Commentary / Goal Setting / mental health / writing

Those Comparison Vibes

I think I’ve lived most of my life trying to emulate those around me, trying to fit in. I was never like the kids around me. I was tall as a kid, one of the only non-white kids in my elementary school, and I was always a bit overweight. I used to dream of being one of the popular girls, being thin and pretty like they were, but it never happened. I remember being friends with those girls, not in a constant way, but there were stretches in time, here and there, when the popular girls would get into fights with their closer friends and would attach themselves to me. I existed on the outer edges of that group I so desperately longed to be part of, but I was too weird, too different, to fully be part of it.

I started thinking about this the other day when I was scrolling through the “People You May Know” section on LinkedIn. I saw several faces of people I knew or knew of in college. I’ve often found myself as someone who is “less than” in comparison to these people, but as I read through their job titles I felt a different emotion. Many of my former classmates are now working for giant corporations and flout titles like “project manager,” “junior analyst,” and “MBA” or “Medical School” student. Granted, all of these things seem more important, more impressive, or simply better than “Office Services Associate,” but as I thought about it I realized something, something eye-opening.

None of the titles, or at least the majority of them, sound like anything I am remotely interested in.

I know this doesn’t seem like a terribly illuminating thought, but it was for me. Why had I spent the last five years of my life feeling sad and pitiful over jobs that I didn’t want, jobs I would never want, or schooling that I hadn’t been interested in since I was a small child? Obviously this is my own fault, but it seems incredibly unfair and honestly kind of stupid to continue to feel like a piece of trash in comparison. I never really fit in while I was in college, so why would I want to fit in with those people now, especially when it comes to something like a job title? I want much different things than making a huge salary in the corporate world or being in charge of a team of people who probably hate their jobs as much as I hate mine.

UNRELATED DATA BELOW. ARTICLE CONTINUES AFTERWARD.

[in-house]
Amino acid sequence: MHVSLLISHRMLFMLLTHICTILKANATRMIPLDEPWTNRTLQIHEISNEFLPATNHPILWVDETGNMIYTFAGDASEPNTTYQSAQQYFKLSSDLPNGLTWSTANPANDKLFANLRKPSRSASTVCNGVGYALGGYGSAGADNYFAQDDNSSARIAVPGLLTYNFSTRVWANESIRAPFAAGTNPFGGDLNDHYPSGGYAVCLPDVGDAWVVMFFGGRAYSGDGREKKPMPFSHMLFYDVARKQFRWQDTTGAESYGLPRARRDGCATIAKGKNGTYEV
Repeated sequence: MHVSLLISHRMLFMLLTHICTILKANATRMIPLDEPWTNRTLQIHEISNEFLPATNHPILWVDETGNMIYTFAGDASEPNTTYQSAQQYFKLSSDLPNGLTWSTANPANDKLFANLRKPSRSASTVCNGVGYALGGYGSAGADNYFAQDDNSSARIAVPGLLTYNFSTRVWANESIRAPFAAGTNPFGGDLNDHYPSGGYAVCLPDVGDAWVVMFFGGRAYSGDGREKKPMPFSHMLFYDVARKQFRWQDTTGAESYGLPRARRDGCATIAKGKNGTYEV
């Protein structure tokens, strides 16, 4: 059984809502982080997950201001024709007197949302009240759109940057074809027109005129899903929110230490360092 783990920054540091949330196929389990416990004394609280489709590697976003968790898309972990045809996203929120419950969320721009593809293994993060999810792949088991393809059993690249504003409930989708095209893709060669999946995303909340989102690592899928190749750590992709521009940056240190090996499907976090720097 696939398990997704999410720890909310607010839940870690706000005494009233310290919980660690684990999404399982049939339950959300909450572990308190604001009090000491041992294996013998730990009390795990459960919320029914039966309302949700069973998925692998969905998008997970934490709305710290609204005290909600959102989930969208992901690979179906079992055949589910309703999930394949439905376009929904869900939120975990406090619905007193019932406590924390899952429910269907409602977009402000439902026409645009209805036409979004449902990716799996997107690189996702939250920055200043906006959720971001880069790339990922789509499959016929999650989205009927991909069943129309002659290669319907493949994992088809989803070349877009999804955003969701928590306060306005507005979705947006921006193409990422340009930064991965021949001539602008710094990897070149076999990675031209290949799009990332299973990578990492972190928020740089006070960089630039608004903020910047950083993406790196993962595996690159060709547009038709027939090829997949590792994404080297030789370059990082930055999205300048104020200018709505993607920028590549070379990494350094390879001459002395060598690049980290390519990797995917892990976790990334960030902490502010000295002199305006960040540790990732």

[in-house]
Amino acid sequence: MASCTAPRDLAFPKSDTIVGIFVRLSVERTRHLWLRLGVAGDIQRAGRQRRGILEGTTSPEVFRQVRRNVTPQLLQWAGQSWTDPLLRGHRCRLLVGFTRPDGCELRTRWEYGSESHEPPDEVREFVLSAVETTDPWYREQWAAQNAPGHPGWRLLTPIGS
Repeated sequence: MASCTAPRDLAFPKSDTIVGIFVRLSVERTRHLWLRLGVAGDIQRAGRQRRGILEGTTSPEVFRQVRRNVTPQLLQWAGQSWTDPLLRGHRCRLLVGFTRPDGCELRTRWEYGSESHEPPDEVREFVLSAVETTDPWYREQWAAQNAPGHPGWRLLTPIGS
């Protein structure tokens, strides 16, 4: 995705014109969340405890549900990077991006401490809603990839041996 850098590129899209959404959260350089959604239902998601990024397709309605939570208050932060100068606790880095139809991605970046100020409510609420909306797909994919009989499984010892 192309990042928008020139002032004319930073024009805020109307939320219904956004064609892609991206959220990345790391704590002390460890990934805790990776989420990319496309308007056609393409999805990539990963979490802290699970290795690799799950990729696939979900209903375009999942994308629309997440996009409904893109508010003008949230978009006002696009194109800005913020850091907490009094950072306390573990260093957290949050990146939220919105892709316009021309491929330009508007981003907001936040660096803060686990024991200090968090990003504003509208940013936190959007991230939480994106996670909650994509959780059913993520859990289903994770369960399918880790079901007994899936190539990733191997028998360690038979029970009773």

And that’s something I need to be okay with.

This cycle of comparison has been engulfingly detrimental to my emotional and mental health and that seems so crazy to me. Crazy to me in the sense that I’ve spent so much time and energy on how I compare to people who are so different than me.

This realization energized me to my core. It made me feel more comfortable in my own skin, which is HUGE for me. It’s okay that I want to spend my life creating art and writing novels and blog posts and call it a career. Sure, I don’t make money from it now, but action, or inaction, rather, plays a huge role in that. My history of comparison has been draining, draining to a point that after spending my day feeling sad and pathetic because I’m not as good as the people around me that I don’t have the energy in my free time to do the things that I love, the things that I want to do forever.

So I think it goes to say that this realization was more of an epiphany. Something that I knew about myself came to the forefront of my mind. I am a writer and I am an artist, which are two titles that I’ve never been comfortable placing upon myself. I have the imagination and skill set to make my mark on the world, I just have to DO. Chicago is a huge city, full of amazing artists and venues to show art in; and the existence of the internet makes it easy to share my writing and ideas with the world at large, but I can’t do any of that if I don’t create paintings for show or put pen to paper. My inaction has been standing in my way, and it has nothing to do with me not being good enough.

I am good enough, talented enough, original enough to matter and to pay attention to. Mine will be a name that people remember. This was something I used to think about all the time but somewhere that sentiment was lost in the daily drabble of adult life. No longer.

So stay tuned, because I have a lot more to share and I hope you’re out there to listen. I know I’m not alone in these feelings and maybe my journey and my realizations can help some of you, maybe many of you, realize your own potential and recognize that your dreams are important. I know that I will never be happy if I don’t make the time and emit the energy to do the things I want, the things I love, the things that fill my heart with fire and passion. And I want to be happy, and I can be as long as I take the time to take action. Watching Netflix and daydreaming isn’t going to make anything just fall into place. I have to push, and push hard, because I know that being an artist and a writer are not easy ways to make a living. However, I can’t let the possibility of difficulty and struggle stand in my way, because the validation of success, reaching the proverbial light at the end of the tunnel, is part of the journey, it’s so worth it, and this is just step one.

Thanks for reading.




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